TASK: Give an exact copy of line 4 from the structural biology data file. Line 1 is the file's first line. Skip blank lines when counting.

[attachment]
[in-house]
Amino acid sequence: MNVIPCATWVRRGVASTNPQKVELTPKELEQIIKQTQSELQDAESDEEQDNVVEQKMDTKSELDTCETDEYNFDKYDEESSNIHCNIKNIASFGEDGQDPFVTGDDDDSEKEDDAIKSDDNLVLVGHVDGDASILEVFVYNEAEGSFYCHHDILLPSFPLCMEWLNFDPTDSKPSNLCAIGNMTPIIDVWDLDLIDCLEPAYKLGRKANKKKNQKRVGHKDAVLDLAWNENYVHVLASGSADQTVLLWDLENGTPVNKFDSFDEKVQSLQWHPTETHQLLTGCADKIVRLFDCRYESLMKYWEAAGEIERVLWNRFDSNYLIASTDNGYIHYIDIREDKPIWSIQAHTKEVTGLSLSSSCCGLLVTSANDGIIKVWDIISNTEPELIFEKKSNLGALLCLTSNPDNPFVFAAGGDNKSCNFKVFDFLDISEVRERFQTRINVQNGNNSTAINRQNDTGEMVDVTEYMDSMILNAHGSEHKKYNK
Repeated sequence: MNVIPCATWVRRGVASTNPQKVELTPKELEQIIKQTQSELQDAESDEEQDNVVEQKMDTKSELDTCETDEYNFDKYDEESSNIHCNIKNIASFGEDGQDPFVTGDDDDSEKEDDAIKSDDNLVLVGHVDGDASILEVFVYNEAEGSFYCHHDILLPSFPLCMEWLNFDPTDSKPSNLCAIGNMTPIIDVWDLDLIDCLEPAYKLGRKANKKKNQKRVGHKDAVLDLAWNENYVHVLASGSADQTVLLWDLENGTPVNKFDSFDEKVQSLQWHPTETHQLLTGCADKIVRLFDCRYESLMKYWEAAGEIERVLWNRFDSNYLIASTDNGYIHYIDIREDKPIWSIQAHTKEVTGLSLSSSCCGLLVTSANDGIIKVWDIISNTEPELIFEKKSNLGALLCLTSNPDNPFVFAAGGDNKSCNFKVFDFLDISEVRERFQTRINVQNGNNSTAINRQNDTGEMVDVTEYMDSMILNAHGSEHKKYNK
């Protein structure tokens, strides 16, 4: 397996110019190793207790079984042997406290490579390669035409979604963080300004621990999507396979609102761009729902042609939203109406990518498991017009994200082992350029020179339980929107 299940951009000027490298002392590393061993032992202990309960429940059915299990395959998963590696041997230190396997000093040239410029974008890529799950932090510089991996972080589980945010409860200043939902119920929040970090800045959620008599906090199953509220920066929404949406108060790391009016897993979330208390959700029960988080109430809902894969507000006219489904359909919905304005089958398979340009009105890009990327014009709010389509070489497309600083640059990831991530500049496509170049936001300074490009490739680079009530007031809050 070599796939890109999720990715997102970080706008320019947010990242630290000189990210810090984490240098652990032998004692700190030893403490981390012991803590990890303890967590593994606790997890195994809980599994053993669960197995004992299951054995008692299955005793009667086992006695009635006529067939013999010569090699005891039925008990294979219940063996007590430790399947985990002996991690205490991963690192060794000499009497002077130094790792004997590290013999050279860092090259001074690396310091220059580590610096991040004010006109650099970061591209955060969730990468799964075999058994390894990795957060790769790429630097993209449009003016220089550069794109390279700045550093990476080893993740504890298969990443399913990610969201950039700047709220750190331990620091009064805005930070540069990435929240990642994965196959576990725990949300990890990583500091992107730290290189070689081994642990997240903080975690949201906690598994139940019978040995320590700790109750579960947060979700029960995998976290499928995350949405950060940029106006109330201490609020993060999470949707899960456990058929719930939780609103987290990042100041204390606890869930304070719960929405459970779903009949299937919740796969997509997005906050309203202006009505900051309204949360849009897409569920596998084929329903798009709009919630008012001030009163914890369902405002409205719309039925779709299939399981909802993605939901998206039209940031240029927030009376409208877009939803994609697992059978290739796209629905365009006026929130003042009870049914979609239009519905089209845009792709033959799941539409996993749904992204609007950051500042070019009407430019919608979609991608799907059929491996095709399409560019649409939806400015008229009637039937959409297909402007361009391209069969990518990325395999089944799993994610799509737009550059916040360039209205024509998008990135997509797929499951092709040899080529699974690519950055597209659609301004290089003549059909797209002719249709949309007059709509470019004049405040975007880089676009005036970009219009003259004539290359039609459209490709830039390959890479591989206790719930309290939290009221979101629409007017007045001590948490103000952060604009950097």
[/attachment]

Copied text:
């Protein structure tokens, strides 16, 4: 397996110019190793207790079984042997406290490579390669035409979604963080300004621990999507396979609102761009729902042609939203109406990518498991017009994200082992350029020179339980929107 299940951009000027490298002392590393061993032992202990309960429940059915299990395959998963590696041997230190396997000093040239410029974008890529799950932090510089991996972080589980945010409860200043939902119920929040970090800045959620008599906090199953509220920066929404949406108060790391009016897993979330208390959700029960988080109430809902894969507000006219489904359909919905304005089958398979340009009105890009990327014009709010389509070489497309600083640059990831991530500049496509170049936001300074490009490739680079009530007031809050 070599796939890109999720990715997102970080706008320019947010990242630290000189990210810090984490240098652990032998004692700190030893403490981390012991803590990890303890967590593994606790997890195994809980599994053993669960197995004992299951054995008692299955005793009667086992006695009635006529067939013999010569090699005891039925008990294979219940063996007590430790399947985990002996991690205490991963690192060794000499009497002077130094790792004997590290013999050279860092090259001074690396310091220059580590610096991040004010006109650099970061591209955060969730990468799964075999058994390894990795957060790769790429630097993209449009003016220089550069794109390279700045550093990476080893993740504890298969990443399913990610969201950039700047709220750190331990620091009064805005930070540069990435929240990642994965196959576990725990949300990890990583500091992107730290290189070689081994642990997240903080975690949201906690598994139940019978040995320590700790109750579960947060979700029960995998976290499928995350949405950060940029106006109330201490609020993060999470949707899960456990058929719930939780609103987290990042100041204390606890869930304070719960929405459970779903009949299937919740796969997509997005906050309203202006009505900051309204949360849009897409569920596998084929329903798009709009919630008012001030009163914890369902405002409205719309039925779709299939399981909802993605939901998206039209940031240029927030009376409208877009939803994609697992059978290739796209629905365009006026929130003042009870049914979609239009519905089209845009792709033959799941539409996993749904992204609007950051500042070019009407430019919608979609991608799907059929491996095709399409560019649409939806400015008229009637039937959409297909402007361009391209069969990518990325395999089944799993994610799509737009550059916040360039209205024509998008990135997509797929499951092709040899080529699974690519950055597209659609301004290089003549059909797209002719249709949309007059709509470019004049405040975007880089676009005036970009219009003259004539290359039609459209490709830039390959890479591989206790719930309290939290009221979101629409007017007045001590948490103000952060604009950097």